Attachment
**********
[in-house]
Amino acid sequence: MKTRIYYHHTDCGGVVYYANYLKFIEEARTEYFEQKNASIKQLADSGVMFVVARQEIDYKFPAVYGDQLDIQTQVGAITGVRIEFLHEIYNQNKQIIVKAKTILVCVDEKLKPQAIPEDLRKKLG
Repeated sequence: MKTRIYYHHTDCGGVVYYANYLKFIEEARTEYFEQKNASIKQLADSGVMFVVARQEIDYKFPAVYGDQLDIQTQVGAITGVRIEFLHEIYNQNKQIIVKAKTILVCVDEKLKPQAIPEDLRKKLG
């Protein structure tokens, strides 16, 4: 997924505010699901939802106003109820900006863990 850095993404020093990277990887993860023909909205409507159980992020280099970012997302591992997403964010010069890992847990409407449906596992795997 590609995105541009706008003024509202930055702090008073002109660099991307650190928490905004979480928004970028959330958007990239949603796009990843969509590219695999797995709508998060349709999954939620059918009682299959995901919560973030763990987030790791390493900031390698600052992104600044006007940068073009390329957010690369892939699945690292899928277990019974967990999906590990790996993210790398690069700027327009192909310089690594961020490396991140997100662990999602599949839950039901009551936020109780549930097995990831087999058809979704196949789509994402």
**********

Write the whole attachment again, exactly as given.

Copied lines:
[in-house]
Amino acid sequence: MKTRIYYHHTDCGGVVYYANYLKFIEEARTEYFEQKNASIKQLADSGVMFVVARQEIDYKFPAVYGDQLDIQTQVGAITGVRIEFLHEIYNQNKQIIVKAKTILVCVDEKLKPQAIPEDLRKKLG
Repeated sequence: MKTRIYYHHTDCGGVVYYANYLKFIEEARTEYFEQKNASIKQLADSGVMFVVARQEIDYKFPAVYGDQLDIQTQVGAITGVRIEFLHEIYNQNKQIIVKAKTILVCVDEKLKPQAIPEDLRKKLG
């Protein structure tokens, strides 16, 4: 997924505010699901939802106003109820900006863990 850095993404020093990277990887993860023909909205409507159980992020280099970012997302591992997403964010010069890992847990409407449906596992795997 590609995105541009706008003024509202930055702090008073002109660099991307650190928490905004979480928004970028959330958007990239949603796009990843969509590219695999797995709508998060349709999954939620059918009682299959995901919560973030763990987030790791390493900031390698600052992104600044006007940068073009390329957010690369892939699945690292899928277990019974967990999906590990790996993210790398690069700027327009192909310089690594961020490396991140997100662990999602599949839950039901009551936020109780549930097995990831087999058809979704196949789509994402």